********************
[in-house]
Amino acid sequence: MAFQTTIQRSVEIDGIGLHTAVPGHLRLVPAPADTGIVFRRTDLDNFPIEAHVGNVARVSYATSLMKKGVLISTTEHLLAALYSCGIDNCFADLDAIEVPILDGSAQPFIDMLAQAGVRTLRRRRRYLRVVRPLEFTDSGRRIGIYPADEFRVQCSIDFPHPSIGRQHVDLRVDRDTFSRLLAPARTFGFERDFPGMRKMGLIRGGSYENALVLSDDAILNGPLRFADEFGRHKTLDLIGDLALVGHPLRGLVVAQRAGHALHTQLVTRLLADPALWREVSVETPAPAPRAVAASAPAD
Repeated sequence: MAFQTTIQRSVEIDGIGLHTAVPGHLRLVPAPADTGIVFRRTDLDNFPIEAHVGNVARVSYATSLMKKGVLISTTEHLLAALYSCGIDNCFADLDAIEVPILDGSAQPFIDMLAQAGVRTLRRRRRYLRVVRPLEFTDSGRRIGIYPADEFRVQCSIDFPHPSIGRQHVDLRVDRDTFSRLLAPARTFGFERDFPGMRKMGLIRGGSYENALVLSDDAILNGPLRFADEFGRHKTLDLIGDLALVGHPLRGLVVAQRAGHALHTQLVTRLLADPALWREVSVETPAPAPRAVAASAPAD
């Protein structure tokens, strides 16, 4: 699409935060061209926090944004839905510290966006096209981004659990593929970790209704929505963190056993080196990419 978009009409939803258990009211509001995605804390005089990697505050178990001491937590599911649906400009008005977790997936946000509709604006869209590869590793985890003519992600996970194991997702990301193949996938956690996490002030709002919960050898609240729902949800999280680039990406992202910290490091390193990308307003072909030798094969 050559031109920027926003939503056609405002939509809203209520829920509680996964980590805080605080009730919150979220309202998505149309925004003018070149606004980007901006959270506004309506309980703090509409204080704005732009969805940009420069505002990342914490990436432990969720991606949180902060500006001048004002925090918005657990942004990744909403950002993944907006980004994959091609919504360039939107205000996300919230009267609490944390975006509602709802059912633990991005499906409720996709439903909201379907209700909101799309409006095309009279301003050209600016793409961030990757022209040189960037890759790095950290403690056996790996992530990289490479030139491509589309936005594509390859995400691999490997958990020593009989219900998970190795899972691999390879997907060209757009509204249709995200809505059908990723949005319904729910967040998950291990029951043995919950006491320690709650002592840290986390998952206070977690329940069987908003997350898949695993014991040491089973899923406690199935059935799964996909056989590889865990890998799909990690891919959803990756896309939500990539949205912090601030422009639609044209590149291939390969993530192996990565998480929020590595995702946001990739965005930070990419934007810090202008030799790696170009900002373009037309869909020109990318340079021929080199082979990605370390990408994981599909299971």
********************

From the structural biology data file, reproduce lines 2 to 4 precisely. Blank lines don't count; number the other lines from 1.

Amino acid sequence: MAFQTTIQRSVEIDGIGLHTAVPGHLRLVPAPADTGIVFRRTDLDNFPIEAHVGNVARVSYATSLMKKGVLISTTEHLLAALYSCGIDNCFADLDAIEVPILDGSAQPFIDMLAQAGVRTLRRRRRYLRVVRPLEFTDSGRRIGIYPADEFRVQCSIDFPHPSIGRQHVDLRVDRDTFSRLLAPARTFGFERDFPGMRKMGLIRGGSYENALVLSDDAILNGPLRFADEFGRHKTLDLIGDLALVGHPLRGLVVAQRAGHALHTQLVTRLLADPALWREVSVETPAPAPRAVAASAPAD
Repeated sequence: MAFQTTIQRSVEIDGIGLHTAVPGHLRLVPAPADTGIVFRRTDLDNFPIEAHVGNVARVSYATSLMKKGVLISTTEHLLAALYSCGIDNCFADLDAIEVPILDGSAQPFIDMLAQAGVRTLRRRRRYLRVVRPLEFTDSGRRIGIYPADEFRVQCSIDFPHPSIGRQHVDLRVDRDTFSRLLAPARTFGFERDFPGMRKMGLIRGGSYENALVLSDDAILNGPLRFADEFGRHKTLDLIGDLALVGHPLRGLVVAQRAGHALHTQLVTRLLADPALWREVSVETPAPAPRAVAASAPAD
């Protein structure tokens, strides 16, 4: 699409935060061209926090944004839905510290966006096209981004659990593929970790209704929505963190056993080196990419 978009009409939803258990009211509001995605804390005089990697505050178990001491937590599911649906400009008005977790997936946000509709604006869209590869590793985890003519992600996970194991997702990301193949996938956690996490002030709002919960050898609240729902949800999280680039990406992202910290490091390193990308307003072909030798094969 050559031109920027926003939503056609405002939509809203209520829920509680996964980590805080605080009730919150979220309202998505149309925004003018070149606004980007901006959270506004309506309980703090509409204080704005732009969805940009420069505002990342914490990436432990969720991606949180902060500006001048004002925090918005657990942004990744909403950002993944907006980004994959091609919504360039939107205000996300919230009267609490944390975006509602709802059912633990991005499906409720996709439903909201379907209700909101799309409006095309009279301003050209600016793409961030990757022209040189960037890759790095950290403690056996790996992530990289490479030139491509589309936005594509390859995400691999490997958990020593009989219900998970190795899972691999390879997907060209757009509204249709995200809505059908990723949005319904729910967040998950291990029951043995919950006491320690709650002592840290986390998952206070977690329940069987908003997350898949695993014991040491089973899923406690199935059935799964996909056989590889865990890998799909990690891919959803990756896309939500990539949205912090601030422009639609044209590149291939390969993530192996990565998480929020590595995702946001990739965005930070990419934007810090202008030799790696170009900002373009037309869909020109990318340079021929080199082979990605370390990408994981599909299971």